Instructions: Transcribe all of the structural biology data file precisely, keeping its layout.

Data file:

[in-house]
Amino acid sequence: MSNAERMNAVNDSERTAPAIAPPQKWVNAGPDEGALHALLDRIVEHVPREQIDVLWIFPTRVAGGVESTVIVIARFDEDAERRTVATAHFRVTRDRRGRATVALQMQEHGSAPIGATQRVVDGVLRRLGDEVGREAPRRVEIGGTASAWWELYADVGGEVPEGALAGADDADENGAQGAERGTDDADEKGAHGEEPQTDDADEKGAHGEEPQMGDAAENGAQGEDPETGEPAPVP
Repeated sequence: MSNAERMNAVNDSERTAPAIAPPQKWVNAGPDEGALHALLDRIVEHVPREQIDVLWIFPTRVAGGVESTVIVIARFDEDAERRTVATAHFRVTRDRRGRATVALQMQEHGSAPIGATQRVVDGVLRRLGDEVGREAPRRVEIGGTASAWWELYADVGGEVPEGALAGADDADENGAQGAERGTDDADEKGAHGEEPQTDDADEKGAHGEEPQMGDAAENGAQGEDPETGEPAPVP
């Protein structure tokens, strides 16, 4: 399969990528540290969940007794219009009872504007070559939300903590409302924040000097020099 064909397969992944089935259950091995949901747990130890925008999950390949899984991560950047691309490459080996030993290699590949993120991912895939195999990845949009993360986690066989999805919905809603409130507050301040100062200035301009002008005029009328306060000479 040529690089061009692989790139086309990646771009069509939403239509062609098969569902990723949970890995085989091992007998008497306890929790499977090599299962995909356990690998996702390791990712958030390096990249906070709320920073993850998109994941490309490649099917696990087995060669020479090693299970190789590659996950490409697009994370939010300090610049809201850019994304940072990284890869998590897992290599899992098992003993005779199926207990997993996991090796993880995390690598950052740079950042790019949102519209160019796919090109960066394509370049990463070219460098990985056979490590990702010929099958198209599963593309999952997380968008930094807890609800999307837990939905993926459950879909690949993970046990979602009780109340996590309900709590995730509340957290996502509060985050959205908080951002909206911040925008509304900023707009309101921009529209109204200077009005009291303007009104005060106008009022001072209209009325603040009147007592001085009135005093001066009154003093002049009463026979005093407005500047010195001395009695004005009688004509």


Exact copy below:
[in-house]
Amino acid sequence: MSNAERMNAVNDSERTAPAIAPPQKWVNAGPDEGALHALLDRIVEHVPREQIDVLWIFPTRVAGGVESTVIVIARFDEDAERRTVATAHFRVTRDRRGRATVALQMQEHGSAPIGATQRVVDGVLRRLGDEVGREAPRRVEIGGTASAWWELYADVGGEVPEGALAGADDADENGAQGAERGTDDADEKGAHGEEPQTDDADEKGAHGEEPQMGDAAENGAQGEDPETGEPAPVP
Repeated sequence: MSNAERMNAVNDSERTAPAIAPPQKWVNAGPDEGALHALLDRIVEHVPREQIDVLWIFPTRVAGGVESTVIVIARFDEDAERRTVATAHFRVTRDRRGRATVALQMQEHGSAPIGATQRVVDGVLRRLGDEVGREAPRRVEIGGTASAWWELYADVGGEVPEGALAGADDADENGAQGAERGTDDADEKGAHGEEPQTDDADEKGAHGEEPQMGDAAENGAQGEDPETGEPAPVP
């Protein structure tokens, strides 16, 4: 399969990528540290969940007794219009009872504007070559939300903590409302924040000097020099 064909397969992944089935259950091995949901747990130890925008999950390949899984991560950047691309490459080996030993290699590949993120991912895939195999990845949009993360986690066989999805919905809603409130507050301040100062200035301009002008005029009328306060000479 040529690089061009692989790139086309990646771009069509939403239509062609098969569902990723949970890995085989091992007998008497306890929790499977090599299962995909356990690998996702390791990712958030390096990249906070709320920073993850998109994941490309490649099917696990087995060669020479090693299970190789590659996950490409697009994370939010300090610049809201850019994304940072990284890869998590897992290599899992098992003993005779199926207990997993996991090796993880995390690598950052740079950042790019949102519209160019796919090109960066394509370049990463070219460098990985056979490590990702010929099958198209599963593309999952997380968008930094807890609800999307837990939905993926459950879909690949993970046990979602009780109340996590309900709590995730509340957290996502509060985050959205908080951002909206911040925008509304900023707009309101921009529209109204200077009005009291303007009104005060106008009022001072209209009325603040009147007592001085009135005093001066009154003093002049009463026979005093407005500047010195001395009695004005009688004509």